“The Weaver’s Daughter” is a Regency era Romance novel. Set in the early 1800s in Yorkshire, England this novel is at first glance a thematic Romeo and Juliet with two young people fighting their attraction for each other who come from families which have been bitter wool-industry rivals for decades.
Although I have nothing against romance novels, I enjoy when the main plot is not all about the boy and girl getting hitched. Thankfully, this novel also includes a well-plotted mystery, more than one suspicious suspect, and characters that are complex and not one-dimensional.
This novel has strong tension that keeps you turning pages. I read it on a camping weekend in only a couple of days!
The only negative thing I felt toward the story is the need for variety when describing intuitive fear felt by the characters. Their neck hair was standing on end a little too frequently … but that is being SUPER knit-picky, and I know it. That was the only thing I would change, and obviously it didn’t suck me out of the story for very long or I wouldn’t have finished it so quickly.
Overall I loved this story, and felt it was well placed within a rocky time in history for mill-workers, weavers, and their owners. I think both Christian and non-Christian readers will be happy when they get to the truth of the mysteries within this story. As it does contain romance, I do think it will attract more female than male readers.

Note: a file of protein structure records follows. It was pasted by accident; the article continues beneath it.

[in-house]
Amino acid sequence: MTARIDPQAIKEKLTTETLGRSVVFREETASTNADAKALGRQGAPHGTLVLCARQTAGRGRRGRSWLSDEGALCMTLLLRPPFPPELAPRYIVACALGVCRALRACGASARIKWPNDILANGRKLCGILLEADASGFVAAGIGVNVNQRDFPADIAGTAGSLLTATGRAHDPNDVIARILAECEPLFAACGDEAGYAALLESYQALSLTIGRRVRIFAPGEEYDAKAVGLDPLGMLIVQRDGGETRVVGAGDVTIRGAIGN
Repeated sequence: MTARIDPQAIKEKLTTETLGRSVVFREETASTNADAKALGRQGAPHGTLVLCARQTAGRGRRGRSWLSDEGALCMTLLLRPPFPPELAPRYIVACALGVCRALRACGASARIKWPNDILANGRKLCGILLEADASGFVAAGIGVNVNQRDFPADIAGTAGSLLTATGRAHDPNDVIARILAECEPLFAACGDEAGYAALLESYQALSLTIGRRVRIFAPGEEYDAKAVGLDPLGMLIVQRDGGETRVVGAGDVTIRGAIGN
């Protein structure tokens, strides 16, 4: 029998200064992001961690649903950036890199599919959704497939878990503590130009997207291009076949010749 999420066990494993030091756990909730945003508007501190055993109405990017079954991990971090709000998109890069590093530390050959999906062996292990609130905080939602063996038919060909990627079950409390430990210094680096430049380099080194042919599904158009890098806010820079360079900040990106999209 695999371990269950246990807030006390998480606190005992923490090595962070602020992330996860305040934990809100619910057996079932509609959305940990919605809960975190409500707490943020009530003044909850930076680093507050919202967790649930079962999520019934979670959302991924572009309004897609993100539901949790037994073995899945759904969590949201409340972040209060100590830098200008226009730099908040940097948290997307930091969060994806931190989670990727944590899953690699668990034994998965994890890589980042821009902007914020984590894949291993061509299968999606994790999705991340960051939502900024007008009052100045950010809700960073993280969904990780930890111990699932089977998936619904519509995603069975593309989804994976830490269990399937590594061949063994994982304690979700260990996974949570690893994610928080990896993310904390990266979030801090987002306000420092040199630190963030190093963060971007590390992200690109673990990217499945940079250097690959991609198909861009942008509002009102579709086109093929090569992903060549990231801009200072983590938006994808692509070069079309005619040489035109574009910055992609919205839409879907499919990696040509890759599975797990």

I’m rating this one 4.5 out of 5 snowy lambs.
I confess that the first thing that caught my eye for choosing this particular book was the inspirational fiction sticker my library had stuck to the spine. I knew what kind of book I wanted to read that weekend, and that was the fastest way to find it. The spine itself wasn’t particularly eye-catching in design. There is only a faint snowy building blending into the white of the spine. [The author’s name was even covered up by the numerous library stickers.] However, when I did pull it off the shelf, by design, it was obviously a historical romance of some kind … and I recognized the author’s name as one I had enjoyed reading in the past.
I could tell by the dress on the cover model that it was likely set in the late 1700s or early 1800s – beyond that I didn’t know much except that it looked like a very cold environment. The warm muff on the model’s arm steals a little of the focus on this cover. It is only thanks to the designer’s choice to run the title very large from edge to edge (over the top of the muff) that it maintains being the focal point.
I’m rating this cover 3.5 snowy lambs out of 5.
Please note: I borrowed this book from my local library. No expectation of a review at all was expected by any party.